Ancient Zen art takes a seat on Karoo stoep

by Luyolo Mkentane, Weekend Post, Feb 7, 2009

Karoo, South Africa -- A COLESBERG-based human rights advocate and sheep farmer is giving the ancient tradition of Chinese Zen a home in the dusty Karoo and has written a book to tell his and other stories of leading a Zen life.

Antony Osler is a poet, singer and photographer who also specialises in labour arbitration. He lives with his family on Poplar Grove, a sheep farm near Colesberg.

He launched his 176-page Stoep Zen: A Zen Life in South Africa in Durban last week.

Published by Jacana Media, Osler said the glossy, soft-cover coffee table publication comprised a combination of South African stories and old Chinese stories that I retell in a South African context.

Some of the stories are about my life as a Buddhist monk and some of the stories are about South Africa in general.

I want to show that if we can live life fully with all our hearts, then in fact we'd be living the Zen life right here in South Africa.

Osler trained as a monk in the mid-1980s but now leads a family life.

Zen is part of the Buddhist spiritual tradition. Basically, it originates from China and it's a very direct form of spiritual discipline or philosophy, he explained.

Practically, Osler said, Zen means to live your life to the full. That's what drew me to Zen in the first place ... that's why I want to give it (Zen) a home here in South Africa.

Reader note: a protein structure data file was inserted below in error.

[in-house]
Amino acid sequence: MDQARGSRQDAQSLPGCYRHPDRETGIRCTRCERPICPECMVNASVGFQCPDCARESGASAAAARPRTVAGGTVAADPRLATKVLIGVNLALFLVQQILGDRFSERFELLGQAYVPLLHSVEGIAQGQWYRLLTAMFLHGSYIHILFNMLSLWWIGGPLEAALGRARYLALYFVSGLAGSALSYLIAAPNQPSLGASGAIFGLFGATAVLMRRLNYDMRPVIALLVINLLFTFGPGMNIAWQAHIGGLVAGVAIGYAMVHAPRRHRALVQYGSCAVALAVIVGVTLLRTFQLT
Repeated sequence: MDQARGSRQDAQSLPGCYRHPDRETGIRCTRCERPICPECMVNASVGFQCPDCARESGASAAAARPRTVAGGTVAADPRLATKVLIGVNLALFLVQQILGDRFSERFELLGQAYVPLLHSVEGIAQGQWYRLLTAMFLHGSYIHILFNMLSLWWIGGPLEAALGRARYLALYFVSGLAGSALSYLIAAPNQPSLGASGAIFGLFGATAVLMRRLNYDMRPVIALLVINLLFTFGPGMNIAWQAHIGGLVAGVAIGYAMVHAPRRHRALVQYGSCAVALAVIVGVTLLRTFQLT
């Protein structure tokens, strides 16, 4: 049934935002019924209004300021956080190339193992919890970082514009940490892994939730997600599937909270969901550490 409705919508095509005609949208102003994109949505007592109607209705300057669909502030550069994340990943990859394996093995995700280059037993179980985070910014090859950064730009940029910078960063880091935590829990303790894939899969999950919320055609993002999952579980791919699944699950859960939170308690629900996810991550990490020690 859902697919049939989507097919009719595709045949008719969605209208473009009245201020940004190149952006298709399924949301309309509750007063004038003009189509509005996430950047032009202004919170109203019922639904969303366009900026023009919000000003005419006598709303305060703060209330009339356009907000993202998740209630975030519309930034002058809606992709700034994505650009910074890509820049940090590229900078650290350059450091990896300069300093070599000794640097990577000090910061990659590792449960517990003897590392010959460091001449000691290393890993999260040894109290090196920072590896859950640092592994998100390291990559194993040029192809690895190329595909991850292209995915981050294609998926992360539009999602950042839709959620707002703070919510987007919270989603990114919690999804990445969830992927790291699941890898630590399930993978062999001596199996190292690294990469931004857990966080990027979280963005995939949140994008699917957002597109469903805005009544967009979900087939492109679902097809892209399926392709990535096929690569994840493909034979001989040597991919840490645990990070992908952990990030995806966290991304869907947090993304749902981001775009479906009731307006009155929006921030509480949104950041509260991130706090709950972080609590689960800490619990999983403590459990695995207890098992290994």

Being a Buddhist monk means you dedicate your life to living fully wherever you are and relating fully to every person that you meet. Also it means that you give yourself fully to the place in which you find yourself.

When you're a monk, you lead a very disciplined life although the purpose was not to separate yourself from the world but to help you live a life that's connected with other people and a life that also connects with your own environment.

With the title of the book, Osler said, he was trying to give the Zen tradition a new home in South Africa.

I live in a house that has a stoep where I love to sit and watch the sun go down my Zen life is right there with me

Asked if the book had been well-received by the public, Osler said: I've been very fortunate, all the reviews have been very generous

Osler, who was the first meditation teacher at the Buddhist Retreat Centre in Ixopo, KwaZulu Natal, said he invited people to come to his farm's guest cottage for a meditation retreat.

If the book helps people to live life fully, with all their hearts, then it would have achieved what it?s set up to do.